Choose from a selected group of artists represented in the exhibition A Mirror of Nature: Nordic Landscape Painting 1840-1910.
Kitty Lange Kielland
Stavanger 1843 - Kristiania 1914, Norwegian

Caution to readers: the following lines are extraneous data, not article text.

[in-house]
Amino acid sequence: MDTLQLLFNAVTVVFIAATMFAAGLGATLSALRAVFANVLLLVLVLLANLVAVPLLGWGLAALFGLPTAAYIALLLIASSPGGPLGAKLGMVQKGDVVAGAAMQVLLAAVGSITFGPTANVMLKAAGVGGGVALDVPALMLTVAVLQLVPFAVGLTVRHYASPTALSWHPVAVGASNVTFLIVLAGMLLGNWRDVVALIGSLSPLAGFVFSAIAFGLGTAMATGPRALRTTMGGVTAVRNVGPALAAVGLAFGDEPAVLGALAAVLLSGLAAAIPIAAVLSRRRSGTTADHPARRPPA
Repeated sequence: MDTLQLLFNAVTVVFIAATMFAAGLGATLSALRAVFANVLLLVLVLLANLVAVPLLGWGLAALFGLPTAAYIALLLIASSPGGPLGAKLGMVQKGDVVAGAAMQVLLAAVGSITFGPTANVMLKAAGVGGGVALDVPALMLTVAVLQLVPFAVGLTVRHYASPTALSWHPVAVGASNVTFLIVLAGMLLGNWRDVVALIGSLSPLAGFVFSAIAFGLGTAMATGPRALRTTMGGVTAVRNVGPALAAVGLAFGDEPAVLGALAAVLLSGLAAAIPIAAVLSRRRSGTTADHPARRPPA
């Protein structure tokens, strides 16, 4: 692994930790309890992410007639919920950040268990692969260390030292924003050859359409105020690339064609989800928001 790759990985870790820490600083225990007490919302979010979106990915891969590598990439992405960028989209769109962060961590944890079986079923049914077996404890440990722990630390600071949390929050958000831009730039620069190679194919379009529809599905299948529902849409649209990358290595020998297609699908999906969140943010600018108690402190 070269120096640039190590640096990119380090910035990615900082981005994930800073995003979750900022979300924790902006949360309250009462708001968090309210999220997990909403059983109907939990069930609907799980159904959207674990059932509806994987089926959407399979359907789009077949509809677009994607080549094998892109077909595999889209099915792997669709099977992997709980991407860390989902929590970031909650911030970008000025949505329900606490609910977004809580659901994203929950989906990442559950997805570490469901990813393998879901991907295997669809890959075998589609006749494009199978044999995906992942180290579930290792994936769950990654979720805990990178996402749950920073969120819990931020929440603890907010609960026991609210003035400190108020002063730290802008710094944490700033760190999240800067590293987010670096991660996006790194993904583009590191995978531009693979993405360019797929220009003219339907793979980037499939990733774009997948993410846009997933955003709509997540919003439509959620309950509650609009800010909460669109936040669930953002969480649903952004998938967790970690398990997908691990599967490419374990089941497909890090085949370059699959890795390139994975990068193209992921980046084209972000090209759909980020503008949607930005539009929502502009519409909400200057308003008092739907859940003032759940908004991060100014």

Kitty L. Kielland was born in Stavanger in 1843, into an old-established, patrician family. The famous author Alexander L. Kielland was her brother, and their contact with each other was important to both of them as artists. Kitty was not able to embark on serious study until she was 30. She had decided she wanted to be a landscape painter, and so it was to Karlsruhe she travelled in 1873, where Hans Gude was professor. As a woman, she had to be his private pupil. She worked hard, and was quick to make progress. Gude's realism had a lasting influence on her art. In 1875 she moved to Munich, joining the Norwegian artists' colony there. Her regular summer stays in the late 1870s on the Jæren moorland in south-western Norway, not far from her native Stavanger, had a decisive impact on her choice of subject-matter. The monotonous landscape with its huge skies, dark peat bogs and slow-moving streams became a favourite motif. She saw beauty in sombre scenery hitherto ignored in Norwegian art. In 1879 she moved to Paris, and exhibited for the first time that same year. View of Ogna, Jæren, a work still bearing the hallmark of Gude and his realism, was shown at the Salon. She lived in Paris for ten years, and responded to new artistic impulses. For the first few years she was a pupil of the landscape painter Léon Pelouse (1838-1891), who lived and worked in the village of Cernay-la-Ville. Puvis de Chavannes' large decoration Le Bois sacré was exhibited at the Salon in 1884, and came to affect the development of Neo-Romanticism in Norway in the late 1880s. Kitty L. Kielland, in her Summer Night of 1886, was one of the first to reinterpret for a Norwegian context the mood of evening conveyed by Puvis' picture. During the 1890s Kielland simplified her idiom and made it more succinct, under the influence of the Danish artist J.F. Willumsen and of Synthetism. Bold flower pictures and scenes high in the mountains predominate in the work of her last period. Kielland participated eagerly in the public debates of her day about the arts and about women's rights. Towards the end of her life she painted little. She suffered from senile dementia for several years, and died in Kristiania (Oslo) in 1914.